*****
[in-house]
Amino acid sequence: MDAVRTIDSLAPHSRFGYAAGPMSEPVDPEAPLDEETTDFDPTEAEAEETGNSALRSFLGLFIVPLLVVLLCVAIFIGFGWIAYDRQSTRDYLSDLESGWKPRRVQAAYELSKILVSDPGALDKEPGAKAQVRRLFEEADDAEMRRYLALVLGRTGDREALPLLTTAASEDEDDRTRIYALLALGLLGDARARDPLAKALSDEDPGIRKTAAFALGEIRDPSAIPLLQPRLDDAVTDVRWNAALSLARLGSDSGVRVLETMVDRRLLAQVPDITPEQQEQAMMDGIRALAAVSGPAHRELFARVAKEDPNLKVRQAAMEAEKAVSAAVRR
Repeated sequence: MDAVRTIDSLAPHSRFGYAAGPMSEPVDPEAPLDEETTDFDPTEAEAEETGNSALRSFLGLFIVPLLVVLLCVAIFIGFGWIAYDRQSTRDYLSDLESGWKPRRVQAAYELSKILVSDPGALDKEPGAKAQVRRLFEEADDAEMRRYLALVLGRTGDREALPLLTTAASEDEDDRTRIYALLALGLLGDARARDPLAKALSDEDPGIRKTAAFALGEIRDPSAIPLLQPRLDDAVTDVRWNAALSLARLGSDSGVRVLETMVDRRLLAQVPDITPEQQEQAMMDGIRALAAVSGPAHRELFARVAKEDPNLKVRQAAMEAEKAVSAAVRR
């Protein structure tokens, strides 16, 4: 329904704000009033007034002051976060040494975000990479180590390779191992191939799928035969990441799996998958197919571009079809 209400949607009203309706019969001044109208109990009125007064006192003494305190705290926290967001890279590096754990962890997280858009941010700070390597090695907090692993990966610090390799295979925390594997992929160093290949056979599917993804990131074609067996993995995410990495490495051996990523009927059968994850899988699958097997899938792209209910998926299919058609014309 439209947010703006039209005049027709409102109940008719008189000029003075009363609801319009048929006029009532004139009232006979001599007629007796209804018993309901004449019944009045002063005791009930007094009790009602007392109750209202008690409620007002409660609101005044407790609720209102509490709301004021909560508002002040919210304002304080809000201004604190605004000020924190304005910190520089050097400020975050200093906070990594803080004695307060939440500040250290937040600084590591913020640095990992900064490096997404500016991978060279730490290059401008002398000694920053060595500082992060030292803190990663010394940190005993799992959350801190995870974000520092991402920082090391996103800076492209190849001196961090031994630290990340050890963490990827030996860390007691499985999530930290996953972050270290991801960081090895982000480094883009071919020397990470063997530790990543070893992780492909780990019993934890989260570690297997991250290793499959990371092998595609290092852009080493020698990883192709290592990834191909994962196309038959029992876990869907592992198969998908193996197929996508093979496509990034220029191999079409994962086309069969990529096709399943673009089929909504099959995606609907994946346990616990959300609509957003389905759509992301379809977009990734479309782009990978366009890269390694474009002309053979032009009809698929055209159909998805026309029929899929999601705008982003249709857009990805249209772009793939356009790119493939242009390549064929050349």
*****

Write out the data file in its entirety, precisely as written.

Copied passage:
[in-house]
Amino acid sequence: MDAVRTIDSLAPHSRFGYAAGPMSEPVDPEAPLDEETTDFDPTEAEAEETGNSALRSFLGLFIVPLLVVLLCVAIFIGFGWIAYDRQSTRDYLSDLESGWKPRRVQAAYELSKILVSDPGALDKEPGAKAQVRRLFEEADDAEMRRYLALVLGRTGDREALPLLTTAASEDEDDRTRIYALLALGLLGDARARDPLAKALSDEDPGIRKTAAFALGEIRDPSAIPLLQPRLDDAVTDVRWNAALSLARLGSDSGVRVLETMVDRRLLAQVPDITPEQQEQAMMDGIRALAAVSGPAHRELFARVAKEDPNLKVRQAAMEAEKAVSAAVRR
Repeated sequence: MDAVRTIDSLAPHSRFGYAAGPMSEPVDPEAPLDEETTDFDPTEAEAEETGNSALRSFLGLFIVPLLVVLLCVAIFIGFGWIAYDRQSTRDYLSDLESGWKPRRVQAAYELSKILVSDPGALDKEPGAKAQVRRLFEEADDAEMRRYLALVLGRTGDREALPLLTTAASEDEDDRTRIYALLALGLLGDARARDPLAKALSDEDPGIRKTAAFALGEIRDPSAIPLLQPRLDDAVTDVRWNAALSLARLGSDSGVRVLETMVDRRLLAQVPDITPEQQEQAMMDGIRALAAVSGPAHRELFARVAKEDPNLKVRQAAMEAEKAVSAAVRR
């Protein structure tokens, strides 16, 4: 329904704000009033007034002051976060040494975000990479180590390779191992191939799928035969990441799996998958197919571009079809 209400949607009203309706019969001044109208109990009125007064006192003494305190705290926290967001890279590096754990962890997280858009941010700070390597090695907090692993990966610090390799295979925390594997992929160093290949056979599917993804990131074609067996993995995410990495490495051996990523009927059968994850899988699958097997899938792209209910998926299919058609014309 439209947010703006039209005049027709409102109940008719008189000029003075009363609801319009048929006029009532004139009232006979001599007629007796209804018993309901004449019944009045002063005791009930007094009790009602007392109750209202008690409620007002409660609101005044407790609720209102509490709301004021909560508002002040919210304002304080809000201004604190605004000020924190304005910190520089050097400020975050200093906070990594803080004695307060939440500040250290937040600084590591913020640095990992900064490096997404500016991978060279730490290059401008002398000694920053060595500082992060030292803190990663010394940190005993799992959350801190995870974000520092991402920082090391996103800076492209190849001196961090031994630290990340050890963490990827030996860390007691499985999530930290996953972050270290991801960081090895982000480094883009071919020397990470063997530790990543070893992780492909780990019993934890989260570690297997991250290793499959990371092998595609290092852009080493020698990883192709290592990834191909994962196309038959029992876990869907592992198969998908193996197929996508093979496509990034220029191999079409994962086309069969990529096709399943673009089929909504099959995606609907994946346990616990959300609509957003389905759509992301379809977009990734479309782009990978366009890269390694474009002309053979032009009809698929055209159909998805026309029929899929999601705008982003249709857009990805249209772009793939356009790119493939242009390549064929050349």